Another subprocess within the Site Control process is the Macro process. The Macro process provides a user interface to maintain and control the execution of command macros. A command macro consists of one or more commands grouped together to perform a logical function or a logical group of related functions when executed. Preferably, the Macro process allows macros to be manipulated through several user actions. These actions can be initiated by the user through a macro manager window which is accessed from the Top Level Menu process by choosing the Macro process and then the macro management window. The user has the ability to begin the creation of a new macro, copy an existing macro, delete a macro, rename an existing macro, edit an existing macro, schedule a macro for execution, or immediately execute a macro. With respect to scheduling, a user can schedule a macro to begin execution at a particular date and time and can specify if the macro is to be executed once or periodically. Macros are preferably classified as "pending," "executing," or "completed." Preferable, a user can manipulate "pending" macros by placing a scheduled pending macro on hold, releasing a held macro, editing a pending macro, viewing the steps for the macro, and canceling the macro. With respect to "executing" macros, a user should be allowed to place the "executing" macro on hold, release a held macro, view the steps for the macro, view the execution status for the steps of the macro, or cancel the macro. With respect to "completed" macros, a user should be allowed to view the steps for a "completed" macro or a canceled macro, view the execution status of each step of the macro, and acknowledge or delete the macro.

The interfacing of the Macro process with the remainder of the management system is shown in greater detail in FIG. 8. The Top Level Menu process is responsible for initiating the Macro process. The Top Level Menu process initiates the Macro process after a user has successfully logged on.

The Macro process registers itself and associated windows with the Process Monitor. The Macro process also connects to the Authentication Server process to obtain a list of user-specific privileges. The Macro process requests configuration information from the Configuration Server. Such information can include, for example, IRD data. For instance, the Macro process can validate IRD serial numbers entered by a user through this connection. The Macro process also should be able to receive the channel for a specific IRD serial number in order to preselect a proper encoder destination.

The Macro process communicates with the Command Dispatcher to maintain a list of valid freeform commands. The Command Dispatcher maintains freeform commands by reading and/or writing the commands from and to the system database. The user can save, replace and delete freeform commands.

The Macro process is connected as a client to the Message Dispatcher process. The Macro process, through its associated windows, sends messages to the Message Dispatcher to be logged to the system database and displayed through message windows within the Operator Services component. Preferably, the Macro process sends a message to the Message Dispatcher each time a macro is scheduled or executed. The Macro process also sends a message to the Message Dispatcher for each event that the user initiates.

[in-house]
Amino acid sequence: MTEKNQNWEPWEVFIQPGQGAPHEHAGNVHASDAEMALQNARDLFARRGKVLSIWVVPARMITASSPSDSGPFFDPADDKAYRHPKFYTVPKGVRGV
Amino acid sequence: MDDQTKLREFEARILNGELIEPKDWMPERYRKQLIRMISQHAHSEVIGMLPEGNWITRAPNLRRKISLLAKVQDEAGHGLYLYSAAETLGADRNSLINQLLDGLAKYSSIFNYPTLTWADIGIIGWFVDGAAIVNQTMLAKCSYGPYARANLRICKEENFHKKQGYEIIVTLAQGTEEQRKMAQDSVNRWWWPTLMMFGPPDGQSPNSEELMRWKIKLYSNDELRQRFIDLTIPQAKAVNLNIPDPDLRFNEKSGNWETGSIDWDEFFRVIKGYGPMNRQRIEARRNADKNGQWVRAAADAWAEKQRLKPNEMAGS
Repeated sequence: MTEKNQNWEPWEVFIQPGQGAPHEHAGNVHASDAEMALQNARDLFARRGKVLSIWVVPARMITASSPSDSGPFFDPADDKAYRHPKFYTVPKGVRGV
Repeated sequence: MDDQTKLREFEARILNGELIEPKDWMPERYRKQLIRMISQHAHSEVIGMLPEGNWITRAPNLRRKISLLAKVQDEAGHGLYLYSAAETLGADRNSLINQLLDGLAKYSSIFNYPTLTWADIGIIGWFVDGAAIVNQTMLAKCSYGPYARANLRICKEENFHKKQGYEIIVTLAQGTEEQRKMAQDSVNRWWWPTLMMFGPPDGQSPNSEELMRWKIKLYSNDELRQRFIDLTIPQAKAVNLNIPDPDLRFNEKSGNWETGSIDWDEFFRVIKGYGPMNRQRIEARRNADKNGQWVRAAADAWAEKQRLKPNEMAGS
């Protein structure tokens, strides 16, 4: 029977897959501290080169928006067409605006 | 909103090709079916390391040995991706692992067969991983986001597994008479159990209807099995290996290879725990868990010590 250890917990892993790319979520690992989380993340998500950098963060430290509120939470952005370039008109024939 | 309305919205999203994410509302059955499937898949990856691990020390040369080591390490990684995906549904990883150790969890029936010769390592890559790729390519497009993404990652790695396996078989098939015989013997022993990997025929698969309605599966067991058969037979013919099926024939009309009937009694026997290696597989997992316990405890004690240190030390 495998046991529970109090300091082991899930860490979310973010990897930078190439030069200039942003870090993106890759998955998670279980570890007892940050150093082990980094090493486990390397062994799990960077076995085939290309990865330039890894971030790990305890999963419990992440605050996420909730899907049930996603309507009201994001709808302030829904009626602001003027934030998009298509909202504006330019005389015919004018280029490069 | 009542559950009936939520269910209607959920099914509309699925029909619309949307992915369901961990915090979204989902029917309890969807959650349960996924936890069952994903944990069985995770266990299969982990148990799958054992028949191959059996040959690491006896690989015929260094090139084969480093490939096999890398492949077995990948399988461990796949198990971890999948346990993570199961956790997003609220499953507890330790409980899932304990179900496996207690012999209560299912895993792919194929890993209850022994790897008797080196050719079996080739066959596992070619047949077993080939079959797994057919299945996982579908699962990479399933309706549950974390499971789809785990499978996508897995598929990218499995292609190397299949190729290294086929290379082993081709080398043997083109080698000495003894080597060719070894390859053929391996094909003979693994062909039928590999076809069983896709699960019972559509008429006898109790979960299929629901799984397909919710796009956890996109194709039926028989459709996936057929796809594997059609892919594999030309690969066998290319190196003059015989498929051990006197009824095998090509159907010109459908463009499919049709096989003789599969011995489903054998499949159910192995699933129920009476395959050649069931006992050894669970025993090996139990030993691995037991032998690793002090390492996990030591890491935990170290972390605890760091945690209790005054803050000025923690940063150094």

The Macro process requests all the known software versions from the PDS Server. This information is presented to the user when the user chooses to assign a macro step for an IRD software download command and wishes to chose the software version or the command by picking from a list.

The Macro process communicates with the Macro Server to receive, maintain (save, edit and delete), schedule and execute macros. A macro schedule or window receives the status of pending, executing and completed macros through communication with the Macro Server.

Another subprocess within the Site Control process is the Satellite Circuit Plan process ("SCP process"). The SCP process provides a user interface to manage a network SCP (e.g., a broadcast schedule). Preferably, this is accomplished on a monthly basis. The SCP process provides the ability to create a new SCP by loading a schedule from a floppy disk, manually building a new SCP, or updating/deleting an existing SCP. The SCP process is comprised of three major subprocesses. The first major subprocess is the Load SCP subprocess. This subprocess allows a broadcast schedule to be loaded from a floppy disk for the network. It can load a broadcast schedule for any network for as long as the input file follows a specific format. The second major subprocess is the Build New SCP subprocess. This subprocess provides the ability to manually create a broadcast schedule for any network. The third major subprocess is the View/Update SCP subprocess. This subprocess allows an operator to review or modify existing broadcast schedules for any network.

Preferably, a network customer will provide a broadcast schedule to the operator of the management system each month. The broadcast schedule can be included on a floppy disk. The schedule should indicate the broadcast channel, schedule, start and end times., and the satellite circuits that should receive the broadcast. Preferably, the management system operator transmits the schedule to the destination devices within the designated satellite circuits by way of the PDS Manager and PDS Server. Preferably, the schedule field on the input file is represented in terms of days of the week as opposed to actual calendar dates. Before a schedule can be used by the PDS Manager and transmitted by the PDS Server, it should be translated into actual calendar dates and stored on the database.